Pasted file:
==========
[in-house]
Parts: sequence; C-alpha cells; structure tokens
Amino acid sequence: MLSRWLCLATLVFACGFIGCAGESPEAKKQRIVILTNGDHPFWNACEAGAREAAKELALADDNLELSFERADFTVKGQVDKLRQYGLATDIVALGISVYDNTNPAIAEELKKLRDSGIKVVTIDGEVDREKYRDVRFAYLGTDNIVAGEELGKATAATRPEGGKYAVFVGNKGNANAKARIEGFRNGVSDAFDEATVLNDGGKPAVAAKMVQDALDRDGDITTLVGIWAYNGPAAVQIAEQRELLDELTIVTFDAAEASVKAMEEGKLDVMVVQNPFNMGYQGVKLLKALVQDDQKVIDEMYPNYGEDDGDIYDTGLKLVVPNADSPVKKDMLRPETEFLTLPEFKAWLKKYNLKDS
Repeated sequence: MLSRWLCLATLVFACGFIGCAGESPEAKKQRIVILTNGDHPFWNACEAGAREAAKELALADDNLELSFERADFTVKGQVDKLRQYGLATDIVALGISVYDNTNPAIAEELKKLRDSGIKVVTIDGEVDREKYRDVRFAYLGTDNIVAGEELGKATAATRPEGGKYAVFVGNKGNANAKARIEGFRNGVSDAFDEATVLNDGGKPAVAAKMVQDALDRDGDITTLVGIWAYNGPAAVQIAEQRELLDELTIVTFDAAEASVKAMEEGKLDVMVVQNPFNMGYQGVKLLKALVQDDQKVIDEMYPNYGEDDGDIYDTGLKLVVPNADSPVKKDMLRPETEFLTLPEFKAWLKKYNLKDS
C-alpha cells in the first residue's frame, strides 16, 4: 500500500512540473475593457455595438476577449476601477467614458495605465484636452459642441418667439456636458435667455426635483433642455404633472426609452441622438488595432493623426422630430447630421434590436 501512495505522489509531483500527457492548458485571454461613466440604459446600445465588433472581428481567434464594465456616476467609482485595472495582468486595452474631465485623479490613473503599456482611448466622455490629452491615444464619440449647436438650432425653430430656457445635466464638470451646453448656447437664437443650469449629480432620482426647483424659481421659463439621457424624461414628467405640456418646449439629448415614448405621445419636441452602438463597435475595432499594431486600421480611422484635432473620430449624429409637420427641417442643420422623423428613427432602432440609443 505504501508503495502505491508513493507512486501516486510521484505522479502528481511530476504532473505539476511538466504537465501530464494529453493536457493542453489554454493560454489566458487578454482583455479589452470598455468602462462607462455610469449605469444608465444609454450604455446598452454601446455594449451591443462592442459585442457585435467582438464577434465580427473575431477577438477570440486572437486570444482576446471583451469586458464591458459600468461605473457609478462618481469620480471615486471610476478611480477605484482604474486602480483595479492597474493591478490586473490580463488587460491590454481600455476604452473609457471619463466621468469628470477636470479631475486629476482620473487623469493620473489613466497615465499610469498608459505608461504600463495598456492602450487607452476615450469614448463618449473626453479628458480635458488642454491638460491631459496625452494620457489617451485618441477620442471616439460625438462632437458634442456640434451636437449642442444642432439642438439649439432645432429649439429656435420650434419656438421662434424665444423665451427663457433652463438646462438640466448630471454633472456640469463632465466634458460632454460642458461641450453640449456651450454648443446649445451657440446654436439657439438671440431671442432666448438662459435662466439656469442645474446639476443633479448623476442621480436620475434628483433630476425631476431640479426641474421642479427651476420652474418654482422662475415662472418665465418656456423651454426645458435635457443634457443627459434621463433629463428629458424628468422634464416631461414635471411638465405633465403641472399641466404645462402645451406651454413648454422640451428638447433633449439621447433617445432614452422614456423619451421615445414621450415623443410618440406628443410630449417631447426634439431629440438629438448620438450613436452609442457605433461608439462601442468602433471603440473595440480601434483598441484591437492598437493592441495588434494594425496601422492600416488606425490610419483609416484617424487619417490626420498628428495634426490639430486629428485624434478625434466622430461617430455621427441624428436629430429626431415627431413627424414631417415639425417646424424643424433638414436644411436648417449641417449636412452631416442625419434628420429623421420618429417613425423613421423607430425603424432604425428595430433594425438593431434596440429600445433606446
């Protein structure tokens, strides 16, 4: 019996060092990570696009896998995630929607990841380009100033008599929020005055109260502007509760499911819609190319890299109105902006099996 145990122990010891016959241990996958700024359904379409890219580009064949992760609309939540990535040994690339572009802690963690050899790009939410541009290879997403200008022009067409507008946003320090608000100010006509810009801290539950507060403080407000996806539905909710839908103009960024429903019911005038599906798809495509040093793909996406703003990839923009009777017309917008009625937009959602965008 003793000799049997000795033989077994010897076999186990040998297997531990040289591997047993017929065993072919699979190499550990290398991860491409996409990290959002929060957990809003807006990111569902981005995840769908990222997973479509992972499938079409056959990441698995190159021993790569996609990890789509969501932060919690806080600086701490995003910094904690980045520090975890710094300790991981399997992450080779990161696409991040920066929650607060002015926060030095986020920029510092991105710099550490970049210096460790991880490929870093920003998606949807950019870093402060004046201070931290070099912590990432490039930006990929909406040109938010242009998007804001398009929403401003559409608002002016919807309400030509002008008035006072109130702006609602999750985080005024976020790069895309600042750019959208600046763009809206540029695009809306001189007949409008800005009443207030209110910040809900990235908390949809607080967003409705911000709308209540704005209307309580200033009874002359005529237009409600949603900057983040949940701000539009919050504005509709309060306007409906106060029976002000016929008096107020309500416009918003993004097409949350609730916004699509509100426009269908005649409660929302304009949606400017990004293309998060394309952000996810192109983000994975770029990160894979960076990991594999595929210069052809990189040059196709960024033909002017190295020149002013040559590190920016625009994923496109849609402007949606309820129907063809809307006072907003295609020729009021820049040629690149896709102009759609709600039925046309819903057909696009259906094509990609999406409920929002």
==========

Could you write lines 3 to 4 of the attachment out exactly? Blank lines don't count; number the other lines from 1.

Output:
Amino acid sequence: MLSRWLCLATLVFACGFIGCAGESPEAKKQRIVILTNGDHPFWNACEAGAREAAKELALADDNLELSFERADFTVKGQVDKLRQYGLATDIVALGISVYDNTNPAIAEELKKLRDSGIKVVTIDGEVDREKYRDVRFAYLGTDNIVAGEELGKATAATRPEGGKYAVFVGNKGNANAKARIEGFRNGVSDAFDEATVLNDGGKPAVAAKMVQDALDRDGDITTLVGIWAYNGPAAVQIAEQRELLDELTIVTFDAAEASVKAMEEGKLDVMVVQNPFNMGYQGVKLLKALVQDDQKVIDEMYPNYGEDDGDIYDTGLKLVVPNADSPVKKDMLRPETEFLTLPEFKAWLKKYNLKDS
Repeated sequence: MLSRWLCLATLVFACGFIGCAGESPEAKKQRIVILTNGDHPFWNACEAGAREAAKELALADDNLELSFERADFTVKGQVDKLRQYGLATDIVALGISVYDNTNPAIAEELKKLRDSGIKVVTIDGEVDREKYRDVRFAYLGTDNIVAGEELGKATAATRPEGGKYAVFVGNKGNANAKARIEGFRNGVSDAFDEATVLNDGGKPAVAAKMVQDALDRDGDITTLVGIWAYNGPAAVQIAEQRELLDELTIVTFDAAEASVKAMEEGKLDVMVVQNPFNMGYQGVKLLKALVQDDQKVIDEMYPNYGEDDGDIYDTGLKLVVPNADSPVKKDMLRPETEFLTLPEFKAWLKKYNLKDS